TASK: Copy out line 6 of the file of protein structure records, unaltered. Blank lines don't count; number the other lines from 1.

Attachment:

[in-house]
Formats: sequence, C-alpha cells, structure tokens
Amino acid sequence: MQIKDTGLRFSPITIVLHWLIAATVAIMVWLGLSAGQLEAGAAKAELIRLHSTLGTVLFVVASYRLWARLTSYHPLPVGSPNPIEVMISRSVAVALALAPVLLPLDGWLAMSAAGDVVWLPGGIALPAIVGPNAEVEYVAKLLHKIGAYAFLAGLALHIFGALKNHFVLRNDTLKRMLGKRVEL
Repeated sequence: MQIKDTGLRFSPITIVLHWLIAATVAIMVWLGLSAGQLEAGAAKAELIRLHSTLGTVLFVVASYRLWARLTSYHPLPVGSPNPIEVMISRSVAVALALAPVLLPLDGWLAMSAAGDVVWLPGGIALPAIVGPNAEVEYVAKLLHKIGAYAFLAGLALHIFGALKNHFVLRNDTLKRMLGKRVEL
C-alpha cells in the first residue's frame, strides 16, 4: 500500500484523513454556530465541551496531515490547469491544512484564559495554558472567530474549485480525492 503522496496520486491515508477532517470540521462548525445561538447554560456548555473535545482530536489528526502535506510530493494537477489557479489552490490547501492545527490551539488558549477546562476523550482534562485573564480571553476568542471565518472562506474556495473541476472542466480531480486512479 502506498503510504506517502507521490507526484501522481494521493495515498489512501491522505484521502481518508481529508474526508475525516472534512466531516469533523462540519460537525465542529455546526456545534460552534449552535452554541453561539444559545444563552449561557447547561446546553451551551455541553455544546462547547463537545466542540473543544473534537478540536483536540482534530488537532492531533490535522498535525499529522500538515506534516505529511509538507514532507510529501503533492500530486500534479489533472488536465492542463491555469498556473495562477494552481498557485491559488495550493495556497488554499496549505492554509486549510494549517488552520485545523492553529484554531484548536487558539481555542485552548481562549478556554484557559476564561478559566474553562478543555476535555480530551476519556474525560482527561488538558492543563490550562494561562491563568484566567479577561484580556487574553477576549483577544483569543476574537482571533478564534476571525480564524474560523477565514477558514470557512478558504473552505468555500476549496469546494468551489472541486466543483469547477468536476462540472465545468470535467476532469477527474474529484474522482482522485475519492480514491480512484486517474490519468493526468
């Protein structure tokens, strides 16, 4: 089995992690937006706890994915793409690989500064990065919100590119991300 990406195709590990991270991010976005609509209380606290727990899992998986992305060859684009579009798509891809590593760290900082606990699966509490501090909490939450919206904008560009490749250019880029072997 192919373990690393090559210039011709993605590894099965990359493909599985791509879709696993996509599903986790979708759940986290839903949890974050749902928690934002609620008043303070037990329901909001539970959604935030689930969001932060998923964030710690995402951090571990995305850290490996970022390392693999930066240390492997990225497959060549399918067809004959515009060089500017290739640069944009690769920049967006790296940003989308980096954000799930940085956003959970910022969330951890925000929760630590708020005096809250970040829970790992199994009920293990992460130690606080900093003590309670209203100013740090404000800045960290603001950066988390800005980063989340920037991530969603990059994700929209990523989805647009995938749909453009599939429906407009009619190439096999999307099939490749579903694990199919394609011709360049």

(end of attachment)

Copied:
């Protein structure tokens, strides 16, 4: 089995992690937006706890994915793409690989500064990065919100590119991300 990406195709590990991270991010976005609509209380606290727990899992998986992305060859684009579009798509891809590593760290900082606990699966509490501090909490939450919206904008560009490749250019880029072997 192919373990690393090559210039011709993605590894099965990359493909599985791509879709696993996509599903986790979708759940986290839903949890974050749902928690934002609620008043303070037990329901909001539970959604935030689930969001932060998923964030710690995402951090571990995305850290490996970022390392693999930066240390492997990225497959060549399918067809004959515009060089500017290739640069944009690769920049967006790296940003989308980096954000799930940085956003959970910022969330951890925000929760630590708020005096809250970040829970790992199994009920293990992460130690606080900093003590309670209203100013740090404000800045960290603001950066988390800005980063989340920037991530969603990059994700929209990523989805647009995938749909453009599939429906407009009619190439096999999307099939490749579903694990199919394609011709360049």